Blog

Monday, 28 April 2014

Usability testing: What should you measure?

Usability does what it says on the tin – it’s a measure of how easy something is to use. But how do you measure something so subjective? That’s the topic of this blog post.

But first, why does usability matter so much? Enhanced usability results in improved conversion. By increasing conversion on your website you can increase sales before even beginning to increase traffic to it. Conversion is all about generating more sales from your visitors.

Now on to which usability factors you should measure:

Can visitors achieve their objectives?
 

Can you remember the last time you shouted at a screen because what you wanted to do wasn’t obvious? We’ve all been there.

Recently this has happened to me because:

The buying process timed out while I was digging around for my card, I couldn’t find a phone number and when I couldn’t sign up for something I wanted to pay for because it had no register button for new users!!! Makes me slight angry just thinking about it!

It’s called task analysis, the process of analysing which tasks will be most important to your visitors, then accessing whether they are:
  • Intuitive / easy
  • Learnable / memorable
  • Efficient / quick
  • Error free
Sometimes users make mistakes, no one’s perfect. So help them out, and show them exactly what they need to change on their enquiry form, how to retrieve their password or continue where they left off.

Navigation


When you’re looking at how easy your website is to navigate, one thing to think about is the number of clicks an action requires to complete. Of course, the fewer, the better.

And how many navigational features are there on your website? Main menu, sidebar, footer menu, widgets, … To many can be confusing. So keep it simple and consistent throughout your website.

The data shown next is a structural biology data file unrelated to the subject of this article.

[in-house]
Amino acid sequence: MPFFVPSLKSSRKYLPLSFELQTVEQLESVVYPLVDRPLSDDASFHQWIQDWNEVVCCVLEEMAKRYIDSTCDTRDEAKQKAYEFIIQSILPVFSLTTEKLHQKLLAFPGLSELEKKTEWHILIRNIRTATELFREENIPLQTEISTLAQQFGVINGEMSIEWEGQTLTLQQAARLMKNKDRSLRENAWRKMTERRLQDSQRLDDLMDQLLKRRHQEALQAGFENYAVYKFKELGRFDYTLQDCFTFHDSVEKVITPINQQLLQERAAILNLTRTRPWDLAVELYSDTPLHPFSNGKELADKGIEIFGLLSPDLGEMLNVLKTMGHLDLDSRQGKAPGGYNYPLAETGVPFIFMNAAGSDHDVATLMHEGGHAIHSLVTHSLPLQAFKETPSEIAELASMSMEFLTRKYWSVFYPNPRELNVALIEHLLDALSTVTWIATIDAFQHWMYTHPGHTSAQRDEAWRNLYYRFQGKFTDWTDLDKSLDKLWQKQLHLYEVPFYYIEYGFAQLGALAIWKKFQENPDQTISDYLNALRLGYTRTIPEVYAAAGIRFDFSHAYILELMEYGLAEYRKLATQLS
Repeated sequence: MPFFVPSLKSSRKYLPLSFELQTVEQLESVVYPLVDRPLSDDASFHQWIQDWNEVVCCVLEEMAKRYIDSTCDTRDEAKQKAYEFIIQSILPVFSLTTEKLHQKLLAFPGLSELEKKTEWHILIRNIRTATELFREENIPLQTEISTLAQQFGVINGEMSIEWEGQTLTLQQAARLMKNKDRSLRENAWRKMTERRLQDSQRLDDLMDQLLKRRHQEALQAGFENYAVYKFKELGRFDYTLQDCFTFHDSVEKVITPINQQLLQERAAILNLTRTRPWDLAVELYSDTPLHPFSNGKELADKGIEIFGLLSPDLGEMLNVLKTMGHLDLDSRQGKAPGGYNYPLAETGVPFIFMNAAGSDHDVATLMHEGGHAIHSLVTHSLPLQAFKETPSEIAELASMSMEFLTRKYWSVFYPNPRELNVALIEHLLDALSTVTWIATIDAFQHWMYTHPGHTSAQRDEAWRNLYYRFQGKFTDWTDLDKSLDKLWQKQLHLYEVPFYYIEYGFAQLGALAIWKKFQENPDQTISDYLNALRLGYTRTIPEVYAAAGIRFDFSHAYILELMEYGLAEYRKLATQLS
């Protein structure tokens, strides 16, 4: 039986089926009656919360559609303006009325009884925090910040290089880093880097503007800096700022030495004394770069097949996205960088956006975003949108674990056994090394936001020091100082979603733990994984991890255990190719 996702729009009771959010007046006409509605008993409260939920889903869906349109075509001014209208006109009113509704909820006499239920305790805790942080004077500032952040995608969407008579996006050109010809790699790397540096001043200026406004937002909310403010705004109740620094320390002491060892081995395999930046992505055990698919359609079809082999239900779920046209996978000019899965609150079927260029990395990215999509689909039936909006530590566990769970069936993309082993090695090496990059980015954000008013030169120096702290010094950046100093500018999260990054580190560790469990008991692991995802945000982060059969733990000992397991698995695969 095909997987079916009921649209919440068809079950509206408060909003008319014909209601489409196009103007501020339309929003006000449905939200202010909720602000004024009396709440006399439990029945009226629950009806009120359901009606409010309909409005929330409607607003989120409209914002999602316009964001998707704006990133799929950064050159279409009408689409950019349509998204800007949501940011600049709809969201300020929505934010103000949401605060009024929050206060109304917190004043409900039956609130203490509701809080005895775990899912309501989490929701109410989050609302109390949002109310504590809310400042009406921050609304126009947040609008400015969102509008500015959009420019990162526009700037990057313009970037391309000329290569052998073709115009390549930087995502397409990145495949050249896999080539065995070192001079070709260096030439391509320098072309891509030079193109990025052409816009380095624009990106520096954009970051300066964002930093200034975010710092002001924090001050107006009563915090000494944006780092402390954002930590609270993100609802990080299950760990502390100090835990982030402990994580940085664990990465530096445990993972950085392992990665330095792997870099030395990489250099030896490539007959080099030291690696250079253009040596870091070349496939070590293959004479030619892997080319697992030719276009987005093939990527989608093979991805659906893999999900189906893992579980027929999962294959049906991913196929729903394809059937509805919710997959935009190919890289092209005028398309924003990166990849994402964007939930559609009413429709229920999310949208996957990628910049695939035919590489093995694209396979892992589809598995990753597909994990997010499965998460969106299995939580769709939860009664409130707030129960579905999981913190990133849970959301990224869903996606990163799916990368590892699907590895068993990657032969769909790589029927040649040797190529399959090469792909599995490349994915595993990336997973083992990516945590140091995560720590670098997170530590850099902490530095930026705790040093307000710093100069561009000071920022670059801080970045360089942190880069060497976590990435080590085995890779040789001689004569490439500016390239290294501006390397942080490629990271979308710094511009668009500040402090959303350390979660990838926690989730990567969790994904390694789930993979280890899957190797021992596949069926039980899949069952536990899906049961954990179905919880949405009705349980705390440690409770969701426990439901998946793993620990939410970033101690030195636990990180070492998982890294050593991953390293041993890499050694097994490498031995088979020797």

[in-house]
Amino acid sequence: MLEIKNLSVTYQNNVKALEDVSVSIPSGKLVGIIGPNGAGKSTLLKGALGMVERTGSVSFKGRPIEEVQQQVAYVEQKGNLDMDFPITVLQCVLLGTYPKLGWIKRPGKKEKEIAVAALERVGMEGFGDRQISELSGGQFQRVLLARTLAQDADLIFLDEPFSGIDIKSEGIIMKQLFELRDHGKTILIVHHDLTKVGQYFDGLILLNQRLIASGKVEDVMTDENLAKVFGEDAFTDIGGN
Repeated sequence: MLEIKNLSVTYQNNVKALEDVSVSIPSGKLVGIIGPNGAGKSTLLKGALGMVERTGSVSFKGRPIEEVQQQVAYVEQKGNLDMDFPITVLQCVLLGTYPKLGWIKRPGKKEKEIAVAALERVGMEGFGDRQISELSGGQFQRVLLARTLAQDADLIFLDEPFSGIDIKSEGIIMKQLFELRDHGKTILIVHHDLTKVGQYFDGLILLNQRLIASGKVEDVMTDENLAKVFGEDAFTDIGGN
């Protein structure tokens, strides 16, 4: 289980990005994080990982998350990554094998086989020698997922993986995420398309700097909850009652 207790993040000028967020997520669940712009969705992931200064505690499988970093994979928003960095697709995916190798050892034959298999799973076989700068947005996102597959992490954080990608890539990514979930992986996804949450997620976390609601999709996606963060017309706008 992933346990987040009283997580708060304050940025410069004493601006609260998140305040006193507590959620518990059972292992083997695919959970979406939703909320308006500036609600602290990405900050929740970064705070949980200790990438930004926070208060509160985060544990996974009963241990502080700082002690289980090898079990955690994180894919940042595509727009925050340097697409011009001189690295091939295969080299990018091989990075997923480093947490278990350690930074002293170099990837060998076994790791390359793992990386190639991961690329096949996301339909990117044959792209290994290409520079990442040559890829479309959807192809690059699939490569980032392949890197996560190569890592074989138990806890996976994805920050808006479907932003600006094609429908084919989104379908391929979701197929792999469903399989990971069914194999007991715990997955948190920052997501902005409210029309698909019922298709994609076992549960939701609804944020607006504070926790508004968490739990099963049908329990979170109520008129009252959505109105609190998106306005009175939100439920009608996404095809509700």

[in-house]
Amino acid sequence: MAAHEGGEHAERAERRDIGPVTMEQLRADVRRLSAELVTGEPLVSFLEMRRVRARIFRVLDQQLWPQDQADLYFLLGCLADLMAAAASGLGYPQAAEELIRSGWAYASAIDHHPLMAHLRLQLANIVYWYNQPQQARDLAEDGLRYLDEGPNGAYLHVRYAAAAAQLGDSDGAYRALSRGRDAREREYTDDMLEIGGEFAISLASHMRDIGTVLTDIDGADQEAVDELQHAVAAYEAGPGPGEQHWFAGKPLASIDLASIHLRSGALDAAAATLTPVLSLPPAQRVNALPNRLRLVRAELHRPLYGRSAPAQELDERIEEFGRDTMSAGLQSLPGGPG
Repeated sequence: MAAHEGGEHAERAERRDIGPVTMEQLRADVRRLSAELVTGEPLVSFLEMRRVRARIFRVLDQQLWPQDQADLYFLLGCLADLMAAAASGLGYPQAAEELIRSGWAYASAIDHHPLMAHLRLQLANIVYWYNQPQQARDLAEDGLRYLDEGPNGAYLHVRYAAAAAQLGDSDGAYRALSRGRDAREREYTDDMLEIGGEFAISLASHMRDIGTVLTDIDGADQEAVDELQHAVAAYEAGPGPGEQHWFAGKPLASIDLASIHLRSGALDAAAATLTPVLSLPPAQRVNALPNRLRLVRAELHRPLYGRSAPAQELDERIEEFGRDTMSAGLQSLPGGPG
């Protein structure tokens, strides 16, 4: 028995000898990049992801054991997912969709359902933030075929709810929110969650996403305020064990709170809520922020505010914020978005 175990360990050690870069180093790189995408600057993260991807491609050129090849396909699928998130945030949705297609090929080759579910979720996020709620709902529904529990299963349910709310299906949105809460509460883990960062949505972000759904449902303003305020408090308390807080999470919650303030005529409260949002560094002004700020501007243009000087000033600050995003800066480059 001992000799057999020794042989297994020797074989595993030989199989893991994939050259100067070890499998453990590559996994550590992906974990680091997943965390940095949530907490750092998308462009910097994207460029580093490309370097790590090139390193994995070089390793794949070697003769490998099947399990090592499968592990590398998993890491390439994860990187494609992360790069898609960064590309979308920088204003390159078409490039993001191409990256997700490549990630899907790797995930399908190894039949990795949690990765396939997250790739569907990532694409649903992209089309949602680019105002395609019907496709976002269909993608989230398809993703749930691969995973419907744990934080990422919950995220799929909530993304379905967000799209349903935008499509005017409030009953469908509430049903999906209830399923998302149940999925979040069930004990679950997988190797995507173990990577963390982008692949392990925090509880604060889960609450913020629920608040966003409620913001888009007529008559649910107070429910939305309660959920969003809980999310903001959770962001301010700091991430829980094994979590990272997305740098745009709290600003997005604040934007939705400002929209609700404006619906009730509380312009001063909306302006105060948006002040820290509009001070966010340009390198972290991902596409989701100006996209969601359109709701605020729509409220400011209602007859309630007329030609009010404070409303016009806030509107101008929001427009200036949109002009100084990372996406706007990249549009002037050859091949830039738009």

Are your categories intuitive? This is based on opinion really, but if you ask enough people you will get a consensus.

Multi-platform Accessibility


Gone are the days where websites can ignore their mobile visitors. Responsive web design is vital to stop mobile users exiting your website immediately.

How will the goals of your mobile users be different? Perhaps your mobile users want directions and opening times over business information. Measure how easy it is to complete these tasks on the responsive version of your website.

Load time, is another important measureable thing for desktop users and it’s crucial for mobile users. In fact, 66% of smartphone and tablet users are frustrated with page load times.

Readability


Language must be more that understandable, it must be engaging and on brand – these are fairly subjective but there are several other important factors to get right, like making sure the text is large enough, that it is legible against any background and jargon free; these you can easily test.

Customer Satisfaction


This is the user experience part of usability. If your website does not provide a pleasant customer experience your customer service team may never get the chance to call, email or meet those potential customers.

You’ll need to assess how your website makes visitors feel. Is it enjoyable to use? Is it useful?  Have you got the tone correct? And ultimately, are your customers satisfied with your online offering? In a way, this encompasses everything we’ve just been talking about because it brings us back to conversion. Satisfied visitors will convert and become customers.



If you’ve found this article useful, we’ll be following it next week with: Usability testing: 12 tools to measure how easy your website is to use. Where we’ll look into some of the various usability testing tools available.

No comments:

Post a comment